Zeshan B “Vetted

If you drive for a while down Devon Ave in Chicago, you will pass through several ethnic and religious enclaves, from Hassidic Jew to Eastern European, African to Indian, both Hindu and Muslim, as well as Christian – many of these cultures intersect and intermingle – peacefully, I might add.  From this environment comes Zeshan Bagewadi, a first generation Indian-American Muslim with a love for classic Soul music inherited from his father.  His debut album was recorded in Memphis, TN at Ardent Studios, which has seen some Soul greats pass through its’ doors; his backing band includes several veterans of the scene.  Over the album’s 11 tracks, he sings some original compositions, and covers some Soul gems of the past: “Cryin’ In the Streets” is a cover of a 1970 Civil Rights protest anthem by George Perkins; “Ain’t No Love (in the Heart of the City)” is a classic 1974 Bobby “Blue” Bland tune that he covers reverently; “Hard Road to Travel” is a Jimmy Cliff tune from 1969.  He also sings in three languages, English, Urdu and Punjabi, and plays the harmonium, a kind of portable organ with a pump mechanism similar to an accordion- it’s an instrument the Beatles used during the “Rubber Soul” and later sessions, and is popular in Indian music genres today.  Overall, the album succeeds not just in the novelty of the artist, but it’s a very credible and satisfying classic Soul album-  with some curry sauce; Zeshan B is a new voice to check out.  Here’s the video for “Cryin’ In the Streets”, shot all over the Chicago area.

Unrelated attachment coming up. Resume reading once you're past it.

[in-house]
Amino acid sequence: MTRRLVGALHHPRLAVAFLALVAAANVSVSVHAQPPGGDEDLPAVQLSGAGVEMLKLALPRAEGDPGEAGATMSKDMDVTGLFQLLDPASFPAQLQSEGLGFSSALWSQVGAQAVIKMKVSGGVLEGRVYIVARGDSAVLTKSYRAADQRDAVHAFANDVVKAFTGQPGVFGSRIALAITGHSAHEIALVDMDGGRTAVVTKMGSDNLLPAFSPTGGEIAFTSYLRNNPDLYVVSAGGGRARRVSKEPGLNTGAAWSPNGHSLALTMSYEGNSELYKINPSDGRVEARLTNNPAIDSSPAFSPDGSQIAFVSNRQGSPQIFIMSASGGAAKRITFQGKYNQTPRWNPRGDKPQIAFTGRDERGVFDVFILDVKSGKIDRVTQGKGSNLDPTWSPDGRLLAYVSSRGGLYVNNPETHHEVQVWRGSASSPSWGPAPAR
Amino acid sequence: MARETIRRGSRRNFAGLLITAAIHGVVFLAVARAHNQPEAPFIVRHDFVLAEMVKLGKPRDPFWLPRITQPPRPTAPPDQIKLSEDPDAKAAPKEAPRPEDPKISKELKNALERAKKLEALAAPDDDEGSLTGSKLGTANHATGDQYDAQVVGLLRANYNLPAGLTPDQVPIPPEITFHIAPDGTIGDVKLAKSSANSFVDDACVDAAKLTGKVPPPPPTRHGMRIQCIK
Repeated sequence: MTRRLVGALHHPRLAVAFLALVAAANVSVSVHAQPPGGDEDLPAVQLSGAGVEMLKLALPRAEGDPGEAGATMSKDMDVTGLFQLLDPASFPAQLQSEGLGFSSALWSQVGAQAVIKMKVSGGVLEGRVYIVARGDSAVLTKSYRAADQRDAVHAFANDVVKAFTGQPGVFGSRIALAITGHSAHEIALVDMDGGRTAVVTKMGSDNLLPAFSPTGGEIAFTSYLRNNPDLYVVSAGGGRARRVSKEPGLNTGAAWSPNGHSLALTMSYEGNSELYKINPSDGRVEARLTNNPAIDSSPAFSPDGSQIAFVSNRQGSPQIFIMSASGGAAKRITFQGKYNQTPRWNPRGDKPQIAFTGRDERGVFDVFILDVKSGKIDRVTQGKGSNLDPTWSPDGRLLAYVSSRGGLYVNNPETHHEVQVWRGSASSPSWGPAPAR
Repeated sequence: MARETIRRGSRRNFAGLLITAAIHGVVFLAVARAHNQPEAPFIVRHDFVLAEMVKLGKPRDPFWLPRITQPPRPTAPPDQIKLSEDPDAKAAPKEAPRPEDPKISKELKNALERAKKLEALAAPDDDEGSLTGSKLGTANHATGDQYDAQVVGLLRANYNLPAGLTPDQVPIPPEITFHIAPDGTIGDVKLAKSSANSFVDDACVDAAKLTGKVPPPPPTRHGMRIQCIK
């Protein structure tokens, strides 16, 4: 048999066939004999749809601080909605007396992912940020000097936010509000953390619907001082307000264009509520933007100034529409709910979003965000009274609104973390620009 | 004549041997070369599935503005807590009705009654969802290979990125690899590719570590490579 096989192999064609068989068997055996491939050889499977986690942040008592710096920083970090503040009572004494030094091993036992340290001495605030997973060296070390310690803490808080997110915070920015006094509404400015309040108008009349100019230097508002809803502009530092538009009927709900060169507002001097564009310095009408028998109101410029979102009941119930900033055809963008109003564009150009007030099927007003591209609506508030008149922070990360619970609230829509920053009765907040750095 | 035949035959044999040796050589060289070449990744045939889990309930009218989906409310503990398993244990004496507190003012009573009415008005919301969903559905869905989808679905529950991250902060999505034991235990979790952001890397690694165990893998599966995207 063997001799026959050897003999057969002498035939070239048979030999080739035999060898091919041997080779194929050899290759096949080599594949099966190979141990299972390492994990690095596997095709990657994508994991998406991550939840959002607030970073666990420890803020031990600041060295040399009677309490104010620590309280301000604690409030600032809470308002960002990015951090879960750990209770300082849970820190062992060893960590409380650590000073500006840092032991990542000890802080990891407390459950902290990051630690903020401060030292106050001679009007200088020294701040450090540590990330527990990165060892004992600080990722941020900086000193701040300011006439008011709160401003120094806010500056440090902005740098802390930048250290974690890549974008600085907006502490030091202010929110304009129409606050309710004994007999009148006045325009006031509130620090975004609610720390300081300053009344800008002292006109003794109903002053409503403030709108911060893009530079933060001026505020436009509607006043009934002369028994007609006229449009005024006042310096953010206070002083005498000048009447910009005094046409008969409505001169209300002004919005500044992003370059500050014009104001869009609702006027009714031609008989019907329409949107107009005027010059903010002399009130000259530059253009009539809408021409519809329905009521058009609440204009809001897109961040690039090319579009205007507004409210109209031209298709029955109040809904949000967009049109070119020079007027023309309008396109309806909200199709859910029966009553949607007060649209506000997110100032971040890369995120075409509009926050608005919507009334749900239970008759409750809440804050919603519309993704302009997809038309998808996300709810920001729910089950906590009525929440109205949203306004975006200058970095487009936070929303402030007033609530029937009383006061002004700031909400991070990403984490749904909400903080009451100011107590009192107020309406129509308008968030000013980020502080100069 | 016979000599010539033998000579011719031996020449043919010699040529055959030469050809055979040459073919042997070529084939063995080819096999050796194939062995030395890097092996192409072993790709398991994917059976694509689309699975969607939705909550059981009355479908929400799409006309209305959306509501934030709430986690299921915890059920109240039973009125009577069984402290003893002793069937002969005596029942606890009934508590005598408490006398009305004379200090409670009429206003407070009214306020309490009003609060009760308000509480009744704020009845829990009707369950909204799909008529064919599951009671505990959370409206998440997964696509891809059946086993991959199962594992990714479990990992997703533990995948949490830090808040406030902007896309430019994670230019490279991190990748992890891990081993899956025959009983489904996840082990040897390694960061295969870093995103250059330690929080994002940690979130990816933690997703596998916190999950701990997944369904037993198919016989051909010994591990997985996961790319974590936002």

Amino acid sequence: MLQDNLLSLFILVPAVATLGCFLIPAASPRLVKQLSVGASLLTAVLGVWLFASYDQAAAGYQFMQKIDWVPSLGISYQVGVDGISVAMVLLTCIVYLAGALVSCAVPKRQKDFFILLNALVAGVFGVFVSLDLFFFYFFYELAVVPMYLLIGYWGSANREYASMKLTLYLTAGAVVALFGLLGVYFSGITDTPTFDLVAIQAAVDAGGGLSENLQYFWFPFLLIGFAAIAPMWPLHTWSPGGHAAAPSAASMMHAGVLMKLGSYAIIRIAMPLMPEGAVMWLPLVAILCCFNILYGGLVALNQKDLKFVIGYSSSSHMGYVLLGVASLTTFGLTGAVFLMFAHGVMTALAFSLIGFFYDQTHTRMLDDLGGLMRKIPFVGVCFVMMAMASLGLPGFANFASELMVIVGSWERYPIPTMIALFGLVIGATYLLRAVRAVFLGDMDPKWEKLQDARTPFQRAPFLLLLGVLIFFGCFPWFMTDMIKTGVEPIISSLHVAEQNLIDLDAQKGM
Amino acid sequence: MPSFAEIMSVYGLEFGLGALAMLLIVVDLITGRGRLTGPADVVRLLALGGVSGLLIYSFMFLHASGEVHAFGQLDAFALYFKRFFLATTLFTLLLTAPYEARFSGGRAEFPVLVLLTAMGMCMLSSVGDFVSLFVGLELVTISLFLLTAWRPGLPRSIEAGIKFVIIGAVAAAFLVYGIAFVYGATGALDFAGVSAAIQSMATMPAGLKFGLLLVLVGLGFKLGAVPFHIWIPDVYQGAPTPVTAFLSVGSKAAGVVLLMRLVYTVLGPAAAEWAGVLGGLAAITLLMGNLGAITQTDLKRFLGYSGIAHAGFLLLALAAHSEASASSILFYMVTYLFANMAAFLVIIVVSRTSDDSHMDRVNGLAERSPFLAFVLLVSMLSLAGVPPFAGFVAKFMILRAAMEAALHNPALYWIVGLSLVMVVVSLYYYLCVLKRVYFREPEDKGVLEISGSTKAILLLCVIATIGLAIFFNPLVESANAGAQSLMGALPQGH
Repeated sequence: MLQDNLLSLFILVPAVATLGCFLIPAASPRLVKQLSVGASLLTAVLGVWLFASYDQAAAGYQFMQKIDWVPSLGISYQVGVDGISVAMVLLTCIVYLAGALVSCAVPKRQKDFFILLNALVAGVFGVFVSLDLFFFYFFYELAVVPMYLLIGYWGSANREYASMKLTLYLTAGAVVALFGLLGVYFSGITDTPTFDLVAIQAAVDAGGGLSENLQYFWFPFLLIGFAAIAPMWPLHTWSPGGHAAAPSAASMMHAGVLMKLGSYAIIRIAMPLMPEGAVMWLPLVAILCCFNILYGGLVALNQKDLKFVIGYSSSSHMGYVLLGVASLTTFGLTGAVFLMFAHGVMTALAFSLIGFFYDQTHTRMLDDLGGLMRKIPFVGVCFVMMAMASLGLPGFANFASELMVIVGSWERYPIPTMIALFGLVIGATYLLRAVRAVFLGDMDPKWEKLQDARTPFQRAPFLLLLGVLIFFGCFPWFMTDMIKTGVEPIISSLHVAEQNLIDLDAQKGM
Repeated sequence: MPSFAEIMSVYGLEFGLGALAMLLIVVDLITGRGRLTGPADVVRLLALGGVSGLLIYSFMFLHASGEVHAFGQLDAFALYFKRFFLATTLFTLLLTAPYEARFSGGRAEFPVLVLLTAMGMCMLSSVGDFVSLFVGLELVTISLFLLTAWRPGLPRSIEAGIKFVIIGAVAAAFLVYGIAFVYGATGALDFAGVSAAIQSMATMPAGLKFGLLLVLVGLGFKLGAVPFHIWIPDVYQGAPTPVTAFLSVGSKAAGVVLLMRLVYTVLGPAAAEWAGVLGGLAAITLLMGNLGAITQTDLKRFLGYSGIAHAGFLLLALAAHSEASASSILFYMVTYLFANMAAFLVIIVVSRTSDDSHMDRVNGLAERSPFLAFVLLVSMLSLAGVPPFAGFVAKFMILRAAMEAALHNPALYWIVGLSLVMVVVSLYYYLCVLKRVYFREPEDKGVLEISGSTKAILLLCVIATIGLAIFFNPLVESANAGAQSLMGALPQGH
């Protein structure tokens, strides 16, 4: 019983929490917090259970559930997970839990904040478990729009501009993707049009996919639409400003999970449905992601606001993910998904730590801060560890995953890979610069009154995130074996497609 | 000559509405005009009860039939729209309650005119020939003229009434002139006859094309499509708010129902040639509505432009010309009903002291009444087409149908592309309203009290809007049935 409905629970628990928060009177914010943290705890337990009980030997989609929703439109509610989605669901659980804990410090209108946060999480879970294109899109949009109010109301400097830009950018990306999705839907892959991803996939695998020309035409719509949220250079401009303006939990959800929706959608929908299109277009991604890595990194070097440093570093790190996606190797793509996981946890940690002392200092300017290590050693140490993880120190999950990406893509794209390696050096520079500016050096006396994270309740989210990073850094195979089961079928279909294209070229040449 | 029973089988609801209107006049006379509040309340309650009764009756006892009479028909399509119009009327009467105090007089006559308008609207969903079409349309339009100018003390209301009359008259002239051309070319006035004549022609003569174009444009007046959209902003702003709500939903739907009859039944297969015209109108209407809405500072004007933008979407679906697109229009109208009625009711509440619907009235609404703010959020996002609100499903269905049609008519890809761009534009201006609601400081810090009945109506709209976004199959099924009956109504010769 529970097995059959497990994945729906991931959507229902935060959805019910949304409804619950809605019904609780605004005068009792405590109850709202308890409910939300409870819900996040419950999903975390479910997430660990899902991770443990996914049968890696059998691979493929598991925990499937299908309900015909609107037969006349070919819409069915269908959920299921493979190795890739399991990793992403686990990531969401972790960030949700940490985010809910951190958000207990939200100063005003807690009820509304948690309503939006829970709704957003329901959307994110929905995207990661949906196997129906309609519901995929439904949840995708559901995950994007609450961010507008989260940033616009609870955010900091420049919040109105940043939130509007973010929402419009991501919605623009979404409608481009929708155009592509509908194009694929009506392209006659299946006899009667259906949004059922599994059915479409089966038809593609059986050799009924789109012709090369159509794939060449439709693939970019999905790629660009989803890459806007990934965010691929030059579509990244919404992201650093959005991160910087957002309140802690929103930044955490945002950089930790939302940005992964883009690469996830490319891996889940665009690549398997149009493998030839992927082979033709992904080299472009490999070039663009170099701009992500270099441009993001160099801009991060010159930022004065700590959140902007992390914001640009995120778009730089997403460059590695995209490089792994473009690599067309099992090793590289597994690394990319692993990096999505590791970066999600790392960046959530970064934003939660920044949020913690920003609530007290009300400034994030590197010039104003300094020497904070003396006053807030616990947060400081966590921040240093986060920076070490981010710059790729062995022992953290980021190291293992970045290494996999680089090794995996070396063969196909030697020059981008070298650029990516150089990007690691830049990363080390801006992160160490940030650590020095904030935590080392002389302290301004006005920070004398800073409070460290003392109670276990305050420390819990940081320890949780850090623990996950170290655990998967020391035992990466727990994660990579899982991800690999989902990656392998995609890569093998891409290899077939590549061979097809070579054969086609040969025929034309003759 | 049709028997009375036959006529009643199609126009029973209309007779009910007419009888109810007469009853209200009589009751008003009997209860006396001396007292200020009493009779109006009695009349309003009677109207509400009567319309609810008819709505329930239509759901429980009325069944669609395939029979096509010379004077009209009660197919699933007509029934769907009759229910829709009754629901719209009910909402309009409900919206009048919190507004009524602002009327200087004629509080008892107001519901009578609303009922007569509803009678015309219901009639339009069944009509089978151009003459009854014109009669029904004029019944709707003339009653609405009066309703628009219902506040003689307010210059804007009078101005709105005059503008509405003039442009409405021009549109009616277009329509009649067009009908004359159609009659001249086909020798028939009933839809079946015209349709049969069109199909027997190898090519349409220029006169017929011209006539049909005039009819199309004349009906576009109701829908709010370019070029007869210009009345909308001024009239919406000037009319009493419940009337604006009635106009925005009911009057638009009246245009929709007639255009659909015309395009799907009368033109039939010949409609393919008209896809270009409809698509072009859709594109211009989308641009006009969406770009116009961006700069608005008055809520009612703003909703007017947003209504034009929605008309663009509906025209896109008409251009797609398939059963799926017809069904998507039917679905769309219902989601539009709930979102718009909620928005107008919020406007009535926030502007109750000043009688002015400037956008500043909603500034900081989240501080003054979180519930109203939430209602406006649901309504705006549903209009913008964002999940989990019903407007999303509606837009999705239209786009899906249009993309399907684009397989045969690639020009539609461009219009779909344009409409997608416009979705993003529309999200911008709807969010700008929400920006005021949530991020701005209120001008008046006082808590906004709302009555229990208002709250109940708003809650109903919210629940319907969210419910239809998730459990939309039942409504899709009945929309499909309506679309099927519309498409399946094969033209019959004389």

Toro y Moi “Boo Boo

Latest album from Columbia, SC native Chaz Bundick is another adventure in lo-fi ambient funk, or so-called chillwave, a style he helped pioneer at the beginning of the decade.  A prolific songwriter and producer now residing in Berkeley, CA, this is his fifth album since 2010; he has even more stuff out there, as he records under various other pseudonyms, as well.  This joint is described by Chaz as a break-up album, and it has a heavy 1980’s aesthetic going for it – you can hear it with the analog synths, and especially in the percussion – took me back to the heyday of 4AD and dreampop- this from a guy who was born in ’86.  Funky moments like the opening track “Mirage” and “Inside My Head” are tempered with the ambient washes provided by “Pavement” or “Embarcadero“; there is straight-ahead pop like “Mona Lisa” or “Labyrinth“, while tracks like “Windows“, “No Show“, “A Girl Like You“, or the single “You and I” could fit in with the Alt-soul crowd.  Whatever you want to call his music (and it would be hard to pigeonhole this guy), call it good.  Some folks sampling his music may try to dismiss him as some left-field Weeknd knockoff, but he is so much more than that.  Check out the video for “You and I”…


SZA “Ctrl